Christmas was coming and speculation amongst the boys was spirited; not only were we thinking about what we would like to receive on the big day, there was also the excitement of the approaching term’s end and we would be going home for three whole weeks which, for me at least, was probably the best present of all. Life at boarding school was a different experience and although I disliked being there I had settled into some sort of routine and as I was quiet did tend to keep in the background and not get noticed too much. Now you might have expected that a timid boy could have been the subject of being pushed around, but being fearful of the headmaster’s searing and demeaning tongue kept us all in order and every boy looked after his own survival and didn’t interfere too much with creating a nuisance of himself to others. There was teasing, quite a bit of that went on, but it was mostly just high spirits from the frustration of the captive environment in which we lived. We never went out of the school grounds, weren’t allowed, the main road we could see was like another world to us and it was only the day-boys who kept us informed on what was happening outside.

Photograph of a boys dormitory courtesy of Philip HowardIt was a Sunday, this was the one morning of the week we weren’t up at 7.00am, this was the day the headmaster and matron had a lie-in and we had to stay in the dormitory until 9.30 and remain quiet until the rising bell told us we could get out of bed. On this particular Sunday the dormitory whispers became louder as we boys discussed the forthcoming yuletide holiday and eventually the volume became so loud we were shouting to one another above the din; it couldn’t last, sooner or later there’d be trouble, and there was. The door suddenly banged open and one of the boys from the senior dormitory marched in and informed us “Mr Morgan wants the boys who are making the loudest noise to stand outside the door”. That shut us up, there were twelve of us though, should we all stand outside? Of course, no-one owned up to making the most noise so there was no boy standing outside. We expected the wrath of Mr Morgan to descend upon us immediately but it didn’t and we thought we might have got away with it.

At breakfast time Mr Morgan casually mentioned that the noise that morning was unacceptable and was anyone going to own up to the racket; there was silence. Then he stated “Well, if no-one owns up by dinnertime you can all spend the afternoon in bed”. Now we had a dilemma, that meant we would have been deprived of our afternoon’s play in the grounds and something we would not have wanted, we enjoyed our Sunday afternoon of freedom, it was the one period in the week when we could do what we wanted within the restrictions of school rules and regulations. The boys of the dorm got together and decided who was going to own up as really we were all guilty. Then someone said “Stokes and Roberts haven’t been in trouble this term, we could say it was them and they might get away with just a telling off as they’re always good”; and so it was agreed that my friend and myself should be their scapegoats, despite our vociferous protests we had been making no more noise than they. We knew who the loudest were, but would never had stood up to them or blamed them publicly, they were older than us and had been in the school a lot longer than our one term and we were out-voted.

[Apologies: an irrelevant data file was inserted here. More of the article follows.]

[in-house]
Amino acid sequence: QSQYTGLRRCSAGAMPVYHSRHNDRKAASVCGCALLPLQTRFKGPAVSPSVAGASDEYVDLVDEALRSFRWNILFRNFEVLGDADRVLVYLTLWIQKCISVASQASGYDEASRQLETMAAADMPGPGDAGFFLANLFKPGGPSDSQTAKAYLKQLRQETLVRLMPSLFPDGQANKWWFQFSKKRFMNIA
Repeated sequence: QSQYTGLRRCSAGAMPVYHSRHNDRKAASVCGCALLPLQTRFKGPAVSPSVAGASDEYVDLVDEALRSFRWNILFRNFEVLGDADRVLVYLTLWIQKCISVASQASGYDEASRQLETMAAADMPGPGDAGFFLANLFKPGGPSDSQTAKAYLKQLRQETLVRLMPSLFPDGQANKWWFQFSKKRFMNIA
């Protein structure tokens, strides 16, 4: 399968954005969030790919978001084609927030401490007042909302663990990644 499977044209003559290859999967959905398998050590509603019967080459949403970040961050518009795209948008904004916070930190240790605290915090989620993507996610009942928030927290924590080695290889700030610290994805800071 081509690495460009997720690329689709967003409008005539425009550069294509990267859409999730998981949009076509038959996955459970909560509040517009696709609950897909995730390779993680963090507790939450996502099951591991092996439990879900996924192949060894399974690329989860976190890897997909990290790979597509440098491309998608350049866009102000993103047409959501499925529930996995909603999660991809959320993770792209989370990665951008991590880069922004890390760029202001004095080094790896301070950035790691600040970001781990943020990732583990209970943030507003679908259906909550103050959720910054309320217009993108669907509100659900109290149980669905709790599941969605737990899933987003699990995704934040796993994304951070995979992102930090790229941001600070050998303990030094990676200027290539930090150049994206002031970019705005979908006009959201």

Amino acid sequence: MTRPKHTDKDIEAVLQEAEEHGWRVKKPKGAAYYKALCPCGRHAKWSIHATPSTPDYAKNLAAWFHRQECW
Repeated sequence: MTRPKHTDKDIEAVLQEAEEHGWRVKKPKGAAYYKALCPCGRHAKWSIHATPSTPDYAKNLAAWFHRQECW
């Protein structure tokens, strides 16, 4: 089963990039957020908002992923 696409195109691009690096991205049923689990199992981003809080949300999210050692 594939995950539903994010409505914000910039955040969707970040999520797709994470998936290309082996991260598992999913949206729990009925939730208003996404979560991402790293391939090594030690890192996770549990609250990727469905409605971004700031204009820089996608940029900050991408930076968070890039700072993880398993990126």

Bryntirion School as it was in the 1950s and early 60sFollowing our dinner the dorm spokesperson informed the head it was Stokes and Roberts* making all the noise that morning and after questioning us the headmaster ascertained that we had been talking and consequently sent us to bed for the afternoon, although I’m convinced he didn’t believe us. Our downstairs dormitory overlooked the school grounds (lower three windows to the right in this photograph) and we were able to see all the boys enjoying their afternoon’s play outside before it became dark and strangely not one boy stood outside the window to gloat. After what seemed an eternity, as we were afraid to get out of bed and turn on the lights, we were eventually rescued by another of the dorm residents who told us to put on our dressing gowns and come to supper. Our standing amongst our peers rose to a new level after that episode, we seemed to be given much greater respect having ‘carried the can’ for the rest of them that afternoon; the incident was never mentioned again by anyone, perhaps they all felt a little guilt, well I like to think that anyway!

*I have altered the surname of my school friend in case he wouldn’t want to be identified, although his surname does begin with R. The photograph of a dormitory is for illustration purposes only and was not taken at my school, it has been used with kind permission of Philip Howard and is from his large collection of childhood photographs and memorabilia on his flickr website. Photograph of the actual school building courtesy of Tony